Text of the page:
Even as school students and some lawmakers enjoyed several snow days, the journalists on Comment on Kentucky braved the elements to review the week’s news.
With more than a foot of snow and sub-zero temperatures in parts of the commonwealth, Gov. Steve Beshear declared a state of emergency to make National Guard troops and other forms of state assistance available to local communities. John Stamper of the Lexington Herald-Leader says Beshear also issued executive orders to prevent price gouging on gasoline and emergency-related supplies, and to facilitate certain prescription drug refills without a doctor’s order.
Even in school districts that were closed because of slick roads, not all students had time away from their studies. The Herald-Leader’s Linda Blackford says several districts piloted online instruction initiatives so snowbound students could continue their classwork and interact with teachers. She says early indications are that the web-based assignments are going well.
Some Lawmakers Return to Frankfort
While state House leaders opted to cancel their work for the week, the Kentucky Senate did convene on Thursday and Friday. John Stamper says that resulted in partisan bickering as Senate Minority Floor Leader Ray Jones (D-Pikeville) criticized Senate President Robert Stivers (R-Manchester) for needlessly endangering capitol staff by making them come to work.
Legislators who did return to Frankfort spent their time hearing two bills relating to school students. The Senate Education Committee debated and ultimately defeated a measure that would force students to use school restrooms and locker rooms based on their biological gender. Stamper says Senate Bill 76 would have addressed how schools accommodate transgender students.
The full Senate passed a bill that establishes guidelines for schools regarding religious activities by students. Stamper says supporters of Senate Bill 71 call the measure a religious liberty and free-speech bill, while opponents, including the American Civil Liberties Union of Kentucky, contend the legislation over-regulates protections already covered by the First Amendment.
Senate leadership also made a committee assignment that may effectively kill a proposed statewide smoking ban. Stamper says Senate President Stivers placed the smoke-free bill passed by the House earlier this month in the Senate Veterans, Military Affairs, and Public Protection Committee. Stamper says the measure is expected to die there. Smoke-free advocates had wanted the bill assigned to the Senate Health and Welfare Committee, where the chair, Sen. Julie Raque Adams (R-Louisville), supports the ban.
School Funding and Teacher Pensions
Linda Blackford says a series in the Herald-Leader is detailing how a number of smaller school districts remain underfunded despite gains made after the 1990 Kentucky Education Reform Act. While state support has declined during the recession years, local school budgets have also been hurt by lower property tax proceeds. Blackford explains those revenues have suffered because local property valuation administrators have under-assessed some homes and businesses, and school districts have passed lower tax rates than they could have.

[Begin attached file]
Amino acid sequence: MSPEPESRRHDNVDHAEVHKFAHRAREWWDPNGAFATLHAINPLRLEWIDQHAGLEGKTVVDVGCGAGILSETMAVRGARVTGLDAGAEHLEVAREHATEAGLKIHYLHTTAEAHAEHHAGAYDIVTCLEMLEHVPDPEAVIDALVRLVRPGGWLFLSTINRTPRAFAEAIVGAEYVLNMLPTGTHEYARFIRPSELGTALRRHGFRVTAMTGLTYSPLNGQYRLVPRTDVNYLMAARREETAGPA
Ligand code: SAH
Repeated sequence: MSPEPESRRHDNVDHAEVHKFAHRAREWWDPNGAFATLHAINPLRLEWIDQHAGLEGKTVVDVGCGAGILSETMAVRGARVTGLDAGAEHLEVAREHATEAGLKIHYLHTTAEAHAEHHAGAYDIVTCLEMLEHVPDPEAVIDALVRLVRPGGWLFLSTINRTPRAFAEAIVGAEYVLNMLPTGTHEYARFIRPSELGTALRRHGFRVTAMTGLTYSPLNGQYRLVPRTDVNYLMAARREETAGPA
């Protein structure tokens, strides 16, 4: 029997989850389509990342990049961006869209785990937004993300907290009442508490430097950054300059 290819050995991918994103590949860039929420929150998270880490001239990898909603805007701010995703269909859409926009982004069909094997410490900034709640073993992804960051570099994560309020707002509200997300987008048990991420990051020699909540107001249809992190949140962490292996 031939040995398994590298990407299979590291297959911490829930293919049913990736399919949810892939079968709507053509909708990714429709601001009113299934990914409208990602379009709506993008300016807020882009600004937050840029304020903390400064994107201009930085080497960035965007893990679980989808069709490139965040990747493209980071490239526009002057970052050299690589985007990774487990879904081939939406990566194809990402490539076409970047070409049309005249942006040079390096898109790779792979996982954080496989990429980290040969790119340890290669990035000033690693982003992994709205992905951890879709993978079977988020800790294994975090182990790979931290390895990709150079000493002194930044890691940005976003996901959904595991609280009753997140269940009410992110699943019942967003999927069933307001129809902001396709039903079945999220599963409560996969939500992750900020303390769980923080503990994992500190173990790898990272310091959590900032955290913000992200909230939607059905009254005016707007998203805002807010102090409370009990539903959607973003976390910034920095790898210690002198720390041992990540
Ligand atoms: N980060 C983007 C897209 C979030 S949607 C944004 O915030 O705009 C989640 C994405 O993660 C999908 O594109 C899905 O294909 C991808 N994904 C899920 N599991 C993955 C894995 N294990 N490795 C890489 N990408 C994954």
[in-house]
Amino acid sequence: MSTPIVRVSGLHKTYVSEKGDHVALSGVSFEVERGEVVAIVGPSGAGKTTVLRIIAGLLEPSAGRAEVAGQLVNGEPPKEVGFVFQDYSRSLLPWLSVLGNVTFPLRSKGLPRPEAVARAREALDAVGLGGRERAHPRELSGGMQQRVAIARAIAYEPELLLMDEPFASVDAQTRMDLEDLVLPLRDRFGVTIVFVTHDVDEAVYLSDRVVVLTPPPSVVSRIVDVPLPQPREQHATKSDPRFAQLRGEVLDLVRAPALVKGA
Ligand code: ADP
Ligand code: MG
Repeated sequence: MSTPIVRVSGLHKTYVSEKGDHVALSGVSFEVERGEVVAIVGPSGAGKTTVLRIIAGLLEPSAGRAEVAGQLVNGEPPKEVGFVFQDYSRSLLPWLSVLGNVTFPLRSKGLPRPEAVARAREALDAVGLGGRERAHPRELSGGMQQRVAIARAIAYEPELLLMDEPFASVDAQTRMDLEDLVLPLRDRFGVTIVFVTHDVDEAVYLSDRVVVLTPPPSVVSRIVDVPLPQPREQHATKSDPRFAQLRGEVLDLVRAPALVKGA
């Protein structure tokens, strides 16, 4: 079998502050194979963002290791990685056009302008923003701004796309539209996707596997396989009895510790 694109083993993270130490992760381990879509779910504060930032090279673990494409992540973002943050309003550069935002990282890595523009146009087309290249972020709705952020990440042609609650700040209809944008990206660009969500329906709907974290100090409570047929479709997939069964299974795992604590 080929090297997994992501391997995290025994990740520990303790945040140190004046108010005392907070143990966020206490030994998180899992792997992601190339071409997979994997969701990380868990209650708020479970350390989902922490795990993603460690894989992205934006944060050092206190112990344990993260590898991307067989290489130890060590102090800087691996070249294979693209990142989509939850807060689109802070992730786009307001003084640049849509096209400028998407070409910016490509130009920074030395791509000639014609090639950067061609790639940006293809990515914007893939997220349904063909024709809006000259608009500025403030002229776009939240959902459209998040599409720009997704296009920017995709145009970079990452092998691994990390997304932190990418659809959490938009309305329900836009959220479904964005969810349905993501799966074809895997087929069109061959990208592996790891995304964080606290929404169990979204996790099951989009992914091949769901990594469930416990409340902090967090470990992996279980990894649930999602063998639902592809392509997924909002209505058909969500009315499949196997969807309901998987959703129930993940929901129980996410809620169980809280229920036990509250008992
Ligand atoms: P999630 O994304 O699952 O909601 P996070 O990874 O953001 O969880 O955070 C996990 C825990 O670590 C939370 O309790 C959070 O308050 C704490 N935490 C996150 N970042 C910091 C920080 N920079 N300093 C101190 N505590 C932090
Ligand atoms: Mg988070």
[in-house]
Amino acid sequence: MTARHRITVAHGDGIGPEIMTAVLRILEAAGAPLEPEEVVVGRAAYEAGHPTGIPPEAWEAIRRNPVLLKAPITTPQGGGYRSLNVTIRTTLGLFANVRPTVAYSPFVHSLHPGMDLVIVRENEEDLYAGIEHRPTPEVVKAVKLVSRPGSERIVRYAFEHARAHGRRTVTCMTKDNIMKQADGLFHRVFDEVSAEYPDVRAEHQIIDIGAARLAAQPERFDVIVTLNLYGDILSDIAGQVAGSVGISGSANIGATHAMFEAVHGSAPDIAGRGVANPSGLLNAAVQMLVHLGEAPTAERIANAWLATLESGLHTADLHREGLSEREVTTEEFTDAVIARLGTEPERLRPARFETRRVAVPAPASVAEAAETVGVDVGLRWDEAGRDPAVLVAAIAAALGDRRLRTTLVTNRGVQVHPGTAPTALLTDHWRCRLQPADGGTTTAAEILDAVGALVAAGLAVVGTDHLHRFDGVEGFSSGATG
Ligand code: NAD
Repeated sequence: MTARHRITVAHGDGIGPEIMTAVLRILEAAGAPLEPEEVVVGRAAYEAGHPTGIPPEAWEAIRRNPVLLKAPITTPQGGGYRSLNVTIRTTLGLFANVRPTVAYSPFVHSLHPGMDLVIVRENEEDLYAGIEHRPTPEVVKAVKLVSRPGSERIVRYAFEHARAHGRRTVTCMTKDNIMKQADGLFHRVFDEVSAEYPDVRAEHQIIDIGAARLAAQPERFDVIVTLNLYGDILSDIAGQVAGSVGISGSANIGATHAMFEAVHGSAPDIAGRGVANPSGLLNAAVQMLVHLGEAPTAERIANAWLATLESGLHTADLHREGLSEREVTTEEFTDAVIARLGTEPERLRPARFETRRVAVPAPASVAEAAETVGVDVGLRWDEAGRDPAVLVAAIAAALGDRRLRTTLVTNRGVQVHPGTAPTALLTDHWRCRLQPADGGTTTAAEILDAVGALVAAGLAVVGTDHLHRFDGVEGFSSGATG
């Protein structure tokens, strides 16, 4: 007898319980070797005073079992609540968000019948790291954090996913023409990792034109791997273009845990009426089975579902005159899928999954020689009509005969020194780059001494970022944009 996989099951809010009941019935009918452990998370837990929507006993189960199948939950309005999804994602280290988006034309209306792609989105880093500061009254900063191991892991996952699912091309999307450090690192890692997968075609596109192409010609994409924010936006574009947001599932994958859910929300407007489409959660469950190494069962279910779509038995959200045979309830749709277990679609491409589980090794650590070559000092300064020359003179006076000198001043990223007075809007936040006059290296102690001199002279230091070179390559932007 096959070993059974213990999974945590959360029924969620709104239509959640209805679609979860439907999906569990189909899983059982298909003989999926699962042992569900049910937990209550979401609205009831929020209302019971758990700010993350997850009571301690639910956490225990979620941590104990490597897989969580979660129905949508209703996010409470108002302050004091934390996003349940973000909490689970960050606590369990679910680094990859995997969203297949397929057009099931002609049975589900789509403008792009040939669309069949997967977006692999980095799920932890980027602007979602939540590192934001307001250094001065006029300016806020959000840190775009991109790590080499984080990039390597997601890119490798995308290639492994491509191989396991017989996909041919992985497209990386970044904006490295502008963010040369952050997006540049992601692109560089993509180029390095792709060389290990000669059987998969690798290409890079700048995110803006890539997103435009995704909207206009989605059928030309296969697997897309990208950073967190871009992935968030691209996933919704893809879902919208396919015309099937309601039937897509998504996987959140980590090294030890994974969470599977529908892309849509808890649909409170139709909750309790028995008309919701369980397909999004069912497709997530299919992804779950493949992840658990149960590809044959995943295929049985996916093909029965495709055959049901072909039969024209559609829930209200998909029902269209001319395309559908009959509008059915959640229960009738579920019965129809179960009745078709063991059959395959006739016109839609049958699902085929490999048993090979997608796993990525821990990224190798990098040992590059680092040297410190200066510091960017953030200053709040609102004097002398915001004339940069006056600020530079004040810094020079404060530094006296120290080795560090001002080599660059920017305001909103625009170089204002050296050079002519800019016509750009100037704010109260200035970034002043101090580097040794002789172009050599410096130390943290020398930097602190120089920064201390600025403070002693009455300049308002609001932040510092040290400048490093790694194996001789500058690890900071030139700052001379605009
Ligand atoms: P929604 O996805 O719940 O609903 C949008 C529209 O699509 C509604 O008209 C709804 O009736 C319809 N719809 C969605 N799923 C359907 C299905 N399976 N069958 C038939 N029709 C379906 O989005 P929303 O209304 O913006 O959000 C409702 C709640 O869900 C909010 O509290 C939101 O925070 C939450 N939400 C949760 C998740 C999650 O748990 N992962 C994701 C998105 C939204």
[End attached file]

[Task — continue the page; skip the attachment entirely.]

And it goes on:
Meanwhile a bonding proposal to support unfunded liabilities in the Kentucky Teachers’ Retirement System may face another challenge. Earlier this month, the House Appropriations and Revenue Committee approved a bill to authorize $3.3 billion in state bonds, with proceeds going to shore up teacher pensions. Then last week, the Senate budget panel passed a measure to limit the state’s debt to 6 percent of revenues. John Stamper says the two plans can’t co-exist and he expects neither bill to become law.
Local Hospitals and Drug Abuse
Miranda Combs cites a study that indicates nearly two-thirds of rural Kentucky hospitals have negative operating budgets. She explored the issue in an investigative report for WKYT-TV in Lexington. She says a community hospital in Nicholas County ran out of money and closed last year because it had too many Medicaid patients and not enough private-pay patients. She also reports that a relatively new hospital in Fleming County has many open beds because people prefer to go to larger cities for their health care.
But one local hospital is working to keep its smallest patients at home. Combs says Ephraim McDowell Regional Medical Center in Danville is training its staff on how to detoxify babies born to drug-addicted mothers, rather than sending the children to Lexington for treatment. Hospital officials say keeping the babies close to their mothers helps speed the recovery process.
And Combs also reports on a move by the U.S. Attorney’s Office for the Eastern District of Kentucky to get more drug overdose deaths processed as crimes rather than accidents. Officials argue the switch would allow for a more detailed investigation of the deaths, and for stronger penalties for the dealers who may have sold the fatal drugs.
The opinions expressed on Comment on Kentucky and in this program synopsis are the responsibility of the participants and do not necessarily reflect those of KET.